Schoolgirl sues CSA over bid to seize pony

Agency criticised over move to recoup £40,000 maintenance payments
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A schoolgirl is suing the Child Support Agency for attempting to recover over £40,000 in child maintenance payments from her father.

Emma Chapelhow, 13, who lives with her father and stepmother in Nottinghamshire, decided to take legal action against the CSA after bailiffs allegedly threatened to take her pet pony to help meet payments owed to her mother.

"They said that my dad had a debt and they were going to take my pony. It made me angry," Emma said. Her father David, 44, added: "They walked around, looking at bits and bobs and they said 'Oh, we can take your ponies, they're worth something.' At which point I turned up and reminded the bailiff he had no legal right to be there."

Emma is suing under Section 2 of the Child Support Act, which says that CSA officers are responsible for "the welfare of any child likely to be affected by [their decisions]". The family is currently looking into whether she is entitled to legal aid, as they cannot afford to pay a solicitor.

Mr Chapelhow, a roofer, claims the CSA has threatened to seize his property unless he pays between £40,000 and £50,000 to his former partner, Janette Plummer, whom Emma lived with until October 2007. The back-dated payments are based on a supposed discrepancy between Mr Chapelhow's declared income and his lifestyle.

While Mr Chapelhow owns a £450,000 farmhouse, he says it was remortgaged to fight for custody of Emma and that the family in fact lives in a caravan in the garden so the property can be rented out. "The caravan is starting to get a bit grotty – they're not designed to be lived in for donkey's years. I sometimes think about the fact that Emma had a nice bungalow in Brighton with her mum and she came up here to live in a caravan, but she's made it clear that she'd rather be here," he said. "If we hadn't spent the money fighting for Emma we'd be living quite nicely in a nice house, but I'd rather have Emma here. If you take my house off me now the effect that's going to have on her will be massive."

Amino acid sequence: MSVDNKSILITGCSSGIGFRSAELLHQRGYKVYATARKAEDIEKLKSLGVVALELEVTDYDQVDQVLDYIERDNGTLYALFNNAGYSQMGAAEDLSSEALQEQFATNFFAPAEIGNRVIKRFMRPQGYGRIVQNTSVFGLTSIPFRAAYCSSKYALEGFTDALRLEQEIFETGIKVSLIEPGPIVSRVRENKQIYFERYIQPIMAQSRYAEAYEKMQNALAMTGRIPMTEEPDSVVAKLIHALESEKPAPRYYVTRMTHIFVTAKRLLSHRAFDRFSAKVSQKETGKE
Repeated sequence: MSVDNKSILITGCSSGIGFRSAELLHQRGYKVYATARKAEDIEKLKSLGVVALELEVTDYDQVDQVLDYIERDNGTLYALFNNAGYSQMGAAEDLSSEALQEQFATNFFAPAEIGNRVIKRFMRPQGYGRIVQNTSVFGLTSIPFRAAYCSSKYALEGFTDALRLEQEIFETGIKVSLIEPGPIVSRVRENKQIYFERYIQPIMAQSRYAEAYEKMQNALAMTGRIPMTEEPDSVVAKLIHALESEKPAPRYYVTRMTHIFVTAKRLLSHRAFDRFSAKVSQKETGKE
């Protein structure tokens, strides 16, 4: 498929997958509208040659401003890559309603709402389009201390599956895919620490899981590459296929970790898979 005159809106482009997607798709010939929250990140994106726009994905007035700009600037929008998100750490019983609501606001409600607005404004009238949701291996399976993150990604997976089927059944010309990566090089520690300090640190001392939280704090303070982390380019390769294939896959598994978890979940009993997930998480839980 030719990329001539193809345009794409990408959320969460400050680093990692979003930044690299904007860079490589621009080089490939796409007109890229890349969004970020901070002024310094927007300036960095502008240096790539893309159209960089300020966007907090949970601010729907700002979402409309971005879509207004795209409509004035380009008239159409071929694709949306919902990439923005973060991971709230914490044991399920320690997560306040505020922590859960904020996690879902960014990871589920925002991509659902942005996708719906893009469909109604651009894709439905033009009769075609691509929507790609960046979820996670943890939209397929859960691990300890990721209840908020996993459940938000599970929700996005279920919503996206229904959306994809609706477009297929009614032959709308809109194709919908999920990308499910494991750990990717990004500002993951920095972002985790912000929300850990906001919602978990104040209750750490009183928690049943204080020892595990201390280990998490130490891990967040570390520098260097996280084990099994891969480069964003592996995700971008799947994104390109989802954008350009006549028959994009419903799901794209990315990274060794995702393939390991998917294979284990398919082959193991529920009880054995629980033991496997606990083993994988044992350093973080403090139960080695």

Emma sent her first letter of notice to the CSA six weeks ago and posted additional paperwork on Monday. "I said that it was wrong what they were doing. The idea of what they're meant to be doing is looking after children and they're chucking me out on the street basically," she said.

Michelle Counley, chairwoman of the National Association for Child Support Action, said: "The CSA are pulling really heavy-handed tactics to try and get this money back, which isn't in the interests of the child. This is going to help nobody to take this sort of action, and enforcement is one of our biggest concerns at the moment."

She added that, being male, it was harder for Mr Chapelhow to fight his case with the agency. "He is up against one hell of a mountain to get the CSA to listen to him. There is gender bias – we see it daily," she said.

The CSA said in a statement: "When an independent tribunal rules that a parent owes maintenance arrears we have a legal duty to recover the amount owed while protecting the welfare of any child affected. If reasonable repayment terms are refused we will act fairly to secure the debt. We do not take property belonging to a child or seek the imprisonment or bankruptcy of the child's sole carer."

A spokesman added that, while the CSA couldn't comment on individual cases, it was possible that Mr Chapelhow had misunderstood the agency's proposed action.

Ms Plummer could not be reached for comment.

Emma's case is not the first time a child has taken legal action against the CSA. In 2007, 11-year-old Alexandra Mainwaring filed a £100,000 lawsuit against the agency for failing to collect maintenance from her father.